Using data obtained during six years of regular aerial surveys and genetics data collected by a consortium of research groups, scientists have strengthened evidence pointing to the central Gulf of Maine as a mating ground for North Atlantic right whales, according to a study recently published online in the journal Endangered Species Research.
The North Atlantic right whale (Eubalaena glacialis) is one of the most endangered marine mammal species in the world and has been intensively studied for decades. Much has been learned about its habitat, behavior, and population demographics. But until now, there was little to indicate where these whales mated, a big missing piece in the puzzle of their life history.
"A high proportion of potential mates aggregated in the central Gulf of Maine between November and January, and these same individuals produced a calf a year later. We concluded that this is a pretty strong indication of a mating ground if the gestation period is 12 months," said Tim Cole, lead author and a biologist at the Woods Hole Laboratory of NOAA's Northeast Fisheries Science Center (NEFSC).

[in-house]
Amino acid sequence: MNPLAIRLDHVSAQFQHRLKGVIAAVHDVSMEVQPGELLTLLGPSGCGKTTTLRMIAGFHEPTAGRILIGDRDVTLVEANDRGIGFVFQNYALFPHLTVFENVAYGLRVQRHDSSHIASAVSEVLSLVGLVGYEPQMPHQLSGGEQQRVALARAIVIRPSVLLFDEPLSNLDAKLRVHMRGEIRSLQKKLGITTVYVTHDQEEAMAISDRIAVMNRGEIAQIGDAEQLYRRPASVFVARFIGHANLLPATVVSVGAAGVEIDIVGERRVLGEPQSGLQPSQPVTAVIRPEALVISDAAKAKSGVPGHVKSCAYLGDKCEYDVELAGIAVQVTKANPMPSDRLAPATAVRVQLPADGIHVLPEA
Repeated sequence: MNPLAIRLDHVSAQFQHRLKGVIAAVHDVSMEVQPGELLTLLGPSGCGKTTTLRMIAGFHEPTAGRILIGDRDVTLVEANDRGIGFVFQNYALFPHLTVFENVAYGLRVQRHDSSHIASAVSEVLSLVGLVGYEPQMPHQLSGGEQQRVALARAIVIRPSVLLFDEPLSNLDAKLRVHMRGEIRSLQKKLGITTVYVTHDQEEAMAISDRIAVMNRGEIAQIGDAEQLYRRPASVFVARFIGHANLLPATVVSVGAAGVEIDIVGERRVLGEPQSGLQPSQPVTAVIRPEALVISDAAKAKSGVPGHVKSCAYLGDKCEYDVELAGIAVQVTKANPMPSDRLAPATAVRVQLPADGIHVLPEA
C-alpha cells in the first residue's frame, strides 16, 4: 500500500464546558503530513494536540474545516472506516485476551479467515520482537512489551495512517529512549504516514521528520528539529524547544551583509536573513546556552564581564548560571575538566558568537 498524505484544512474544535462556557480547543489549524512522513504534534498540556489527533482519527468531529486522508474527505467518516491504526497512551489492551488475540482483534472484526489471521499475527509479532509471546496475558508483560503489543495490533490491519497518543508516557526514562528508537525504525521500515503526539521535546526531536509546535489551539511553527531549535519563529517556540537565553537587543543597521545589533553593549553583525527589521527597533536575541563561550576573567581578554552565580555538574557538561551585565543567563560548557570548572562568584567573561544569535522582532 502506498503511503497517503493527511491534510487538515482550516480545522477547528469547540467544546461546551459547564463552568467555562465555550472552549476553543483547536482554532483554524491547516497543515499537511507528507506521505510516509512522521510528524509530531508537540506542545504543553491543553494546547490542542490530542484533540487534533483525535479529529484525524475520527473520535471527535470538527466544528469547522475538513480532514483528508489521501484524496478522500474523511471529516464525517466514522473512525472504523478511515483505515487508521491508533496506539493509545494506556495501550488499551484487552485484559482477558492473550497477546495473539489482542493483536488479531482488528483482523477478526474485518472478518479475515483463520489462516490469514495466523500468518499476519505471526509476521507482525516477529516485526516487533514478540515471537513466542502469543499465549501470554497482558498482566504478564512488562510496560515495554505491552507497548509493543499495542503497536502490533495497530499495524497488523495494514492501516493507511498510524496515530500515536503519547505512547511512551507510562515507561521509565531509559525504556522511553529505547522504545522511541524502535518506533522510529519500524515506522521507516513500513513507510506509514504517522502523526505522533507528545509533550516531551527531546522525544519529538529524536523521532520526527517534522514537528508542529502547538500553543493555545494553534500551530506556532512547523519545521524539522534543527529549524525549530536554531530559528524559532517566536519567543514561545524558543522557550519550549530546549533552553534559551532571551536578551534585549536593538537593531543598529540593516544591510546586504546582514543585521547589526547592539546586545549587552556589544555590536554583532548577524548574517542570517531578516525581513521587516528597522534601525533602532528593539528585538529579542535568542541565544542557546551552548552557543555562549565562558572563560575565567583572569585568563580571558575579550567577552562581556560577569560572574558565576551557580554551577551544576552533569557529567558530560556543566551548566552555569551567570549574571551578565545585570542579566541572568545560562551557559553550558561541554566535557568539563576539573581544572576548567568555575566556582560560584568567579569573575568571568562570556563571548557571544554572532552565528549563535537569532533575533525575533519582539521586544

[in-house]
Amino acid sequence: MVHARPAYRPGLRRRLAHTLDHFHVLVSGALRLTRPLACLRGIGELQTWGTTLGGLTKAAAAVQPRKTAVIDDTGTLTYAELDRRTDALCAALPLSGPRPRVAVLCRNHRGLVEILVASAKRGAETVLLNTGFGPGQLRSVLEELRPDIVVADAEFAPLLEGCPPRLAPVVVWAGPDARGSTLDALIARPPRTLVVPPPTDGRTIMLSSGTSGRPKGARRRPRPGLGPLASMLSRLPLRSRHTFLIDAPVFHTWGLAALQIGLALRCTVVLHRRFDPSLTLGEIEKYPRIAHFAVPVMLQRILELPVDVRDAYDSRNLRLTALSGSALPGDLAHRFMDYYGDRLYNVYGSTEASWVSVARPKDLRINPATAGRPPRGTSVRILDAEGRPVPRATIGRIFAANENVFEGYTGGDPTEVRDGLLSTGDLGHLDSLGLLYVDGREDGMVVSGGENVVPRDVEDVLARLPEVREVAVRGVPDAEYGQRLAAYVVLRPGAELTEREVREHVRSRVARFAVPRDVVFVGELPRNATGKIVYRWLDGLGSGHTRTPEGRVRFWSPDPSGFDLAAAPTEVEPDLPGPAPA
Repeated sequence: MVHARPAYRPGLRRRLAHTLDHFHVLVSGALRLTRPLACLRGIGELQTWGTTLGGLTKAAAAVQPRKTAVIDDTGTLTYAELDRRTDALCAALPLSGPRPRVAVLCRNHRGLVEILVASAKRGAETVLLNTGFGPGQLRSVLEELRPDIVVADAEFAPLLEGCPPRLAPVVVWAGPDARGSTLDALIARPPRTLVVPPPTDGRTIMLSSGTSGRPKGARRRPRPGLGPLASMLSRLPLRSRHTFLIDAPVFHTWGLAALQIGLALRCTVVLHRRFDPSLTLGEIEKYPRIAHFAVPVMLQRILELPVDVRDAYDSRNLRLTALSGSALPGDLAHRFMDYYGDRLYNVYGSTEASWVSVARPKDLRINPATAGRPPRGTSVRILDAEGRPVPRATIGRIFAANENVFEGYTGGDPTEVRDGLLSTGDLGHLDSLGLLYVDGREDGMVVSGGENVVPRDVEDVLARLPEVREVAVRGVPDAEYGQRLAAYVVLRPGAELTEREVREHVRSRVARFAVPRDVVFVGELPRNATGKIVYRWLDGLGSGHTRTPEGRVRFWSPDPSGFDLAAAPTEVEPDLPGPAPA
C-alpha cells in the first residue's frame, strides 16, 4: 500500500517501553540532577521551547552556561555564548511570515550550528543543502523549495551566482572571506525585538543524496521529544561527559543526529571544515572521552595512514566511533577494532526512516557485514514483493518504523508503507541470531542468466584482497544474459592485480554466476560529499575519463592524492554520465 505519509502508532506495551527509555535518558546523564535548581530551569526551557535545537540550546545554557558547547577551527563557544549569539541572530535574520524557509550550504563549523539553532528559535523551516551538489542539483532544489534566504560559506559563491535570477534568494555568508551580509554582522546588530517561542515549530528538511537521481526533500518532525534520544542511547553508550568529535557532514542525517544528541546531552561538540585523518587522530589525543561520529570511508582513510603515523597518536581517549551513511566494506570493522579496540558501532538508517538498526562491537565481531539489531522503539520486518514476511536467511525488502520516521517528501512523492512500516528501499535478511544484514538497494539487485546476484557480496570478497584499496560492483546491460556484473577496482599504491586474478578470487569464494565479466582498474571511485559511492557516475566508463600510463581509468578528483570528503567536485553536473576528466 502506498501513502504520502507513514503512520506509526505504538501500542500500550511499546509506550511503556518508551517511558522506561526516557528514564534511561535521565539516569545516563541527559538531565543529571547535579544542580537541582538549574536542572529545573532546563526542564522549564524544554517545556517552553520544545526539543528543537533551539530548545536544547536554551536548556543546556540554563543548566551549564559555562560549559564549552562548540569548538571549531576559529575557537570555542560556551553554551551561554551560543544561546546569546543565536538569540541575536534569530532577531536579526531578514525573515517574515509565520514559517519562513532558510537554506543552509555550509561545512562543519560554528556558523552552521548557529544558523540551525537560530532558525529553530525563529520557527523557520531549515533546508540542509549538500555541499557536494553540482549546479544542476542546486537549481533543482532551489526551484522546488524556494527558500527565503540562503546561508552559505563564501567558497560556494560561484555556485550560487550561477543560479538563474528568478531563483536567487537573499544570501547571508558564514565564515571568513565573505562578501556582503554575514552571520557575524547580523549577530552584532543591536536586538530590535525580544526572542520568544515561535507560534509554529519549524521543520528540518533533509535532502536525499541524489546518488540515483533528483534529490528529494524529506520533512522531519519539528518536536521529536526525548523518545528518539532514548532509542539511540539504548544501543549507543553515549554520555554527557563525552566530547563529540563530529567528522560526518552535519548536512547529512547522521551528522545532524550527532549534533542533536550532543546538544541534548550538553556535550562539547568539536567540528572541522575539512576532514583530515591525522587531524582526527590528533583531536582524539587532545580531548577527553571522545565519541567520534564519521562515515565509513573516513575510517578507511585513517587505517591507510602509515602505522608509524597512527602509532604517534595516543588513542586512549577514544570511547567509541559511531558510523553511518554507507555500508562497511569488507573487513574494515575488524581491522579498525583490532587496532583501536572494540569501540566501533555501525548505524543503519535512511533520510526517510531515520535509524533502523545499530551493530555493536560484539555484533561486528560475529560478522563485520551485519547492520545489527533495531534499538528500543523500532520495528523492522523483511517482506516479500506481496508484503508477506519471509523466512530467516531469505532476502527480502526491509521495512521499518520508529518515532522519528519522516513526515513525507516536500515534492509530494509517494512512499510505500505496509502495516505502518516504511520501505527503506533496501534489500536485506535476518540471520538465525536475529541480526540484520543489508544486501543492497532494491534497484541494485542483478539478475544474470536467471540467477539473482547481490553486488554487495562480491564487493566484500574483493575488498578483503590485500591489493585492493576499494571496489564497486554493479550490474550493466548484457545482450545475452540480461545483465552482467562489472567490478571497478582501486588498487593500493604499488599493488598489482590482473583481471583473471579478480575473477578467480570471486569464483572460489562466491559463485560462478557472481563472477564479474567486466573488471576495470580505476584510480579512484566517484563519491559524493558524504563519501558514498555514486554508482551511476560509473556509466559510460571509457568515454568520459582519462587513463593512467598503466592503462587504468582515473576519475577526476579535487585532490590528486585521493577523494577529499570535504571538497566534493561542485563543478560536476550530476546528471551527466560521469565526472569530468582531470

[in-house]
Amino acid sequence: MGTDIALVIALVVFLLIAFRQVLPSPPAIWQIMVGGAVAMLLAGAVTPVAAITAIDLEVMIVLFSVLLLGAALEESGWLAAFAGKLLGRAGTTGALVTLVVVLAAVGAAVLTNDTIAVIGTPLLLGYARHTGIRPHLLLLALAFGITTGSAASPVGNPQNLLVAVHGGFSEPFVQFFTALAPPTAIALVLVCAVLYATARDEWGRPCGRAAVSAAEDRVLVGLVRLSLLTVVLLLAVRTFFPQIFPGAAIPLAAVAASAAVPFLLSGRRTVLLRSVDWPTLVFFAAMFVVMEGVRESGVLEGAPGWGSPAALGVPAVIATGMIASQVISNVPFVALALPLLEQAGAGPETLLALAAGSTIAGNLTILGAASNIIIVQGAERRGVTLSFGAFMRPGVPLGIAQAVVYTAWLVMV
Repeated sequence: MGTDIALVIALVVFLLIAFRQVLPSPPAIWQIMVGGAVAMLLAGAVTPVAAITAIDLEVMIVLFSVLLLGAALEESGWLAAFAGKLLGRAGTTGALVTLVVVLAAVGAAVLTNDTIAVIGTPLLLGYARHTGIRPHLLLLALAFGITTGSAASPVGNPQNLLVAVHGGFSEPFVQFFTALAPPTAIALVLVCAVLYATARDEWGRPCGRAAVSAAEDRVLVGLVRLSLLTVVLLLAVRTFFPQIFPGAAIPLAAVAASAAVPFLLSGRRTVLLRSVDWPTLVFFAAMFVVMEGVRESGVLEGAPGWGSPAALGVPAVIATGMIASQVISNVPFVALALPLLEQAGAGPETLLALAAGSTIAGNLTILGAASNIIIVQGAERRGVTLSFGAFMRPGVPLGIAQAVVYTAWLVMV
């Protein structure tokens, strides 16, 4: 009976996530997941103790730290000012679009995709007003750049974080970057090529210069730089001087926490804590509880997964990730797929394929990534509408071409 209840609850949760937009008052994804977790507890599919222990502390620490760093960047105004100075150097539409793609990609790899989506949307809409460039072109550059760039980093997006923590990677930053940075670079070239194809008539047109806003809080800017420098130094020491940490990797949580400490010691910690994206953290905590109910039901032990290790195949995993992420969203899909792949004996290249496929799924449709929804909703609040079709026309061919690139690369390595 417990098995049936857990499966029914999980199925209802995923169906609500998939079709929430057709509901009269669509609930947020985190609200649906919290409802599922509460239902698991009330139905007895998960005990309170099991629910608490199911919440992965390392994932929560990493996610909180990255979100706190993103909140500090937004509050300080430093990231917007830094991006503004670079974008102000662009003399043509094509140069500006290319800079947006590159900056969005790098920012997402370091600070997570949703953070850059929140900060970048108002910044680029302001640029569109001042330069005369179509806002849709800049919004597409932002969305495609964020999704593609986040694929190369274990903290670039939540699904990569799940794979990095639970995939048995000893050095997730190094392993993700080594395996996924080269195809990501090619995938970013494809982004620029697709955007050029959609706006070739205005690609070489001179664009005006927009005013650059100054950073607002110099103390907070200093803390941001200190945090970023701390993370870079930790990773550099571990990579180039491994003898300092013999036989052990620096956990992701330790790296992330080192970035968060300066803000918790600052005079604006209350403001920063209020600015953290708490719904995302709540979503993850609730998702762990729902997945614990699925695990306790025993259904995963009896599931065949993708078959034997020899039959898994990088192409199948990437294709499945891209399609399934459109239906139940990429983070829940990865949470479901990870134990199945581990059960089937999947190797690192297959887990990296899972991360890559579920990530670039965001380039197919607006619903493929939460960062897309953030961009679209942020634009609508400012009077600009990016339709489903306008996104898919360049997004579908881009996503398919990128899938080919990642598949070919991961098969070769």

Through aerial surveys, the researchers documented not only how many but also which right whales were present in the study area during 2002-2008. Individual animals were identified using a photo identification catalog maintained at the New England Aquarium that includes most of the adults in the population. Using genetic data gathered in other field work, known fathers seen in the surveys were identified, as were known mothers, who were identified by association with a calf.
The resulting analyses showed that the animals seen included a higher proportion of reproductively successful animals than were present in other areas that these whales used seasonally. The researchers further assumed a 12-month gestation period for North Atlantic right whales, similar to that estimated for the closely-related southern right wh
|Contact: Shelley Dawicki|
NOAA Northeast Fisheries Science Center